The individualization and privatization of land title deeds included a transition of property regimes from communal to individual land ownership. Individual title deeds in this sense became a new tangible and inheritable asset within Maasai households with new intra-household land transmission, subdivision and inheritance practices. How these practices will be established remains to be seen, but an increased consideration of daughters especially in intra-household land distribution practices seems to take place within some Maasai households. These new practices might impact the current marginalized position of women within many Maasai households and – possibly – Maasai society in the future.

Future livelihood strategies of Maasai

Agricultural and pastoral intensification and extensification as well as generally a livelihood diversification seem to be trends which will further increase in importance for the investigated households. The adaptive capacity, knowledgeability and willingness of Maasai households to further adapt to these changes might become crucial for future livelihoods. New forms of localized and demobilized cattle management, land use intensification strategies through an intensification and extensification of cultivation and agricultural production, livestock intensification and a diversification of production and non-production-related sources of income are ways Maasai might increasingly (have to) approach in the future. However, this does not necessarily mean that livestock production is abandoned completely, but rather that new strategies will expand livestock production and that current livestock keeping practices will change.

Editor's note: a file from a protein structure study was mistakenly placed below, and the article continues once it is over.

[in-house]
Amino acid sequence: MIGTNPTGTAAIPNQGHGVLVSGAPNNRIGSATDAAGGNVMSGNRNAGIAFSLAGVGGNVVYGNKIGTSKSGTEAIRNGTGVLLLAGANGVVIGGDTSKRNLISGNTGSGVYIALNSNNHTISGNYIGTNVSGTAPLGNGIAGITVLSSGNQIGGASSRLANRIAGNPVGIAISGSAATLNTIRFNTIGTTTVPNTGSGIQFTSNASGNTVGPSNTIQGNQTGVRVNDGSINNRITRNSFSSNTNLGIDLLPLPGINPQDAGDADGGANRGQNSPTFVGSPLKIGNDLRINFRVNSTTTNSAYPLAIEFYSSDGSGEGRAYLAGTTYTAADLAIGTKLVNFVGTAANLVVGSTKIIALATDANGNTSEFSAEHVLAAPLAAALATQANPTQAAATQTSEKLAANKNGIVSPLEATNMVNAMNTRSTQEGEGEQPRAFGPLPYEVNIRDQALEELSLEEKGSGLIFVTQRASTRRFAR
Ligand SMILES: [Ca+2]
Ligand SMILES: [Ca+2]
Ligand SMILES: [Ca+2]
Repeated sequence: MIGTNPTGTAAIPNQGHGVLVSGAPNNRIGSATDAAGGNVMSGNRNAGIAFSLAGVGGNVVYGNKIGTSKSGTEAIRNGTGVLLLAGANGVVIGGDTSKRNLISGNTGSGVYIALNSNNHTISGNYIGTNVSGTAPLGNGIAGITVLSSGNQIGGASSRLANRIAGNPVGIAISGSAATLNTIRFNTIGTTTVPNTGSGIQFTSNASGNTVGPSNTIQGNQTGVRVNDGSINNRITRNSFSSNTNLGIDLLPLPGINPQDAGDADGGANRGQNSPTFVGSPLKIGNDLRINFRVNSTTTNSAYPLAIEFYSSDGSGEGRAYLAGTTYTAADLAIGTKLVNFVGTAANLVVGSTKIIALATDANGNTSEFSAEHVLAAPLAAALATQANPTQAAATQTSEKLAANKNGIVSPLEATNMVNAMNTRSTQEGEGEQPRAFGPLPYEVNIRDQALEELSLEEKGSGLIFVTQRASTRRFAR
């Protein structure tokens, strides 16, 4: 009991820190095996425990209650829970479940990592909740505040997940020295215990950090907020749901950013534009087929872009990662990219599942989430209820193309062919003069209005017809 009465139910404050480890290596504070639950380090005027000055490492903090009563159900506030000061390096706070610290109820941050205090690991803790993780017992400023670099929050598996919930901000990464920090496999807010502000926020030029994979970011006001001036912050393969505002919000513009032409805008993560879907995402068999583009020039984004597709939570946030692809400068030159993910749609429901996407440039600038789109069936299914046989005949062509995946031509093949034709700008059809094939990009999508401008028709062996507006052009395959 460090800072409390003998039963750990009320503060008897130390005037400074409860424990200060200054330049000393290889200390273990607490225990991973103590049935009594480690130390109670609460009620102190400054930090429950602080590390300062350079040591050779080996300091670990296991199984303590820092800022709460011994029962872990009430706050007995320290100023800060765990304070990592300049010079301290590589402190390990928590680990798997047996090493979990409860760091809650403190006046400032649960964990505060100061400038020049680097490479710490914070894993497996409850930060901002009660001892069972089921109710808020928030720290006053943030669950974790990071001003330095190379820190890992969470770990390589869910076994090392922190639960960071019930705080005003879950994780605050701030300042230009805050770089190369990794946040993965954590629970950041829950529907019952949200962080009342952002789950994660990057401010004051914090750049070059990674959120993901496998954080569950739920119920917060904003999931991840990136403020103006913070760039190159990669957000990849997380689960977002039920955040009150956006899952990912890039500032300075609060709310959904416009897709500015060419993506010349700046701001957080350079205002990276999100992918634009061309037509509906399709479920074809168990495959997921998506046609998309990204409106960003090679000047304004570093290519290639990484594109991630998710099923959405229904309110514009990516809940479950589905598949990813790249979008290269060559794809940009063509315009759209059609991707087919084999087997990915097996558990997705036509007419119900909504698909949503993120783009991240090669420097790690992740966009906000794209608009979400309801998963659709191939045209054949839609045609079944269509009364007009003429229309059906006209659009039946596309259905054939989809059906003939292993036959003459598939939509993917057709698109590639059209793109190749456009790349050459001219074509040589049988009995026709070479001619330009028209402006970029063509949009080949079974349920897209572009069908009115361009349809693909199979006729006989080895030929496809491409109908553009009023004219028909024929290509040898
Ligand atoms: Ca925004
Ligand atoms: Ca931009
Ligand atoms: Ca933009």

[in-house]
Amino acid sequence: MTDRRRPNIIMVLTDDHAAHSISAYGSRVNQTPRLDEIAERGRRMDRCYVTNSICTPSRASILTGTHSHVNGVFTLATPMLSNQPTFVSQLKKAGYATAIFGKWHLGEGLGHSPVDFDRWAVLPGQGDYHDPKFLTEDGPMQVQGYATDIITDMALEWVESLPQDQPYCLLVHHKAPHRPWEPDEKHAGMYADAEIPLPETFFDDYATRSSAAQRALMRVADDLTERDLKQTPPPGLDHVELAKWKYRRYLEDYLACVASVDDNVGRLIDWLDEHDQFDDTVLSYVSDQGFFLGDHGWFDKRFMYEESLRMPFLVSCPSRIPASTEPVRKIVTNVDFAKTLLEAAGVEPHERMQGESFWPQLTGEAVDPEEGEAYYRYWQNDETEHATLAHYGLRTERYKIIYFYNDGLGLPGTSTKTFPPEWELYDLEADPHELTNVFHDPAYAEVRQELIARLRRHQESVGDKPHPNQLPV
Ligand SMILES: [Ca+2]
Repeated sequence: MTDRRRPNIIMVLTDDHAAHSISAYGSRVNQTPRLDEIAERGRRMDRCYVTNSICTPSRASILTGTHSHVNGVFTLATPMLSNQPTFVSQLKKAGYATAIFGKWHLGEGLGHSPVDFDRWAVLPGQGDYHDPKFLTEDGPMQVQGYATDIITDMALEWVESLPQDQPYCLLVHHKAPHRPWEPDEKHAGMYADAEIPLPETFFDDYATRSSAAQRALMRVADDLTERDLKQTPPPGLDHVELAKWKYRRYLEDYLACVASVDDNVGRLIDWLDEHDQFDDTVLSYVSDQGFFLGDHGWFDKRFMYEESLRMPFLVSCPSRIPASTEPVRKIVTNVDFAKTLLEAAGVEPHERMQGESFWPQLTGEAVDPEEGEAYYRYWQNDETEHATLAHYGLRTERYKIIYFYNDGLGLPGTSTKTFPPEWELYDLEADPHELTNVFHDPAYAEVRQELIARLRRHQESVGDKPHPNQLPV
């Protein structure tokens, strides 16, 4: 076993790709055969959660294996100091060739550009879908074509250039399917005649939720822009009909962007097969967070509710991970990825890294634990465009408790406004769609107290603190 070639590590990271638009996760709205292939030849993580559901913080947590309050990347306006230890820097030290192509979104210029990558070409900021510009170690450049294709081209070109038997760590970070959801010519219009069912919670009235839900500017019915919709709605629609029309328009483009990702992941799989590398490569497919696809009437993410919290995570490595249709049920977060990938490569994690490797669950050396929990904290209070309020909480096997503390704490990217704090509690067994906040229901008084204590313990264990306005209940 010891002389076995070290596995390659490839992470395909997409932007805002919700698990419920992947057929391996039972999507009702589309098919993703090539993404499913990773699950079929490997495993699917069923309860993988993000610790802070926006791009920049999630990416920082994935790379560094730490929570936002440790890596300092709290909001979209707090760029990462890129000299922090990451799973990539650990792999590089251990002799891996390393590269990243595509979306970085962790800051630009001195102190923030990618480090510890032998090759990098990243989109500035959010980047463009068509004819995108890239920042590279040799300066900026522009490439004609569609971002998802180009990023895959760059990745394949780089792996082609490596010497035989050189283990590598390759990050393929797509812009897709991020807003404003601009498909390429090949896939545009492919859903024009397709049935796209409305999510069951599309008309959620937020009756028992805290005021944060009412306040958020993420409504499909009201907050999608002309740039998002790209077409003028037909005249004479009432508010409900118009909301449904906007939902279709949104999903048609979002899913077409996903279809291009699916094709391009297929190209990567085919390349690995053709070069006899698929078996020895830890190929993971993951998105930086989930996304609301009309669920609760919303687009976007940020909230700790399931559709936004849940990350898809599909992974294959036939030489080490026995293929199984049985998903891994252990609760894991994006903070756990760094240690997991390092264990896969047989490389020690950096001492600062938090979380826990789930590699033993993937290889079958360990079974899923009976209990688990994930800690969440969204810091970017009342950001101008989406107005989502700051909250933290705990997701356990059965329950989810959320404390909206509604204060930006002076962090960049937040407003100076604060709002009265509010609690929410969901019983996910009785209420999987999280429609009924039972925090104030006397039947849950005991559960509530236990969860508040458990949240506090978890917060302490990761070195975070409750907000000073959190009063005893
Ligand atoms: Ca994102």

Contact: Florian-Neubauer@freenet.de

Changing Importance

Changing ranked relative importance (1 = lowest – 8 = highest) of household assets by Maasai over time (Past: Before the subdivision of the group ranch 25 years ago, Future: in 25 years). N = 13

Changing rated relative importance (0 = low - 100 = high) of the three dominating livelihood components by Maasai over time (Past: Before the subdivision of the group ranch 25 years ago, Future: in 25 years). N = 13

Changing rated relative importance (0 = low – 100 = high) of the three dominating livelihood components by Maasai over time (Past: Before the subdivision of the group ranch 25 years ago, Future: in 25 years). N = 13

Outcome of the seasonal cycle: Dried out dam in the research area.

Outcome of the seasonal cycle: Dried out dam in the research area.

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About foodgovernance

Jessica Duncan is Assistant Professor in the Rural Sociology Group at Wageningen University. Originally from Canada, she lived in France, Spain and the UK before coming to the Netherlands. She holds a PhD in Food Policy from City University London and is the author of the book Global Food Security Governance: Civil society engagement in the reformed Committee on World Food Security (Routledge, 2015, http://www.routledge.com/books/details/9781138802520/ ). Her research areas include: food policy; food security; global governance; environmental policy; participation; rural sociology. She is particularly interested in transitions towards environmentally sustainable food security governance.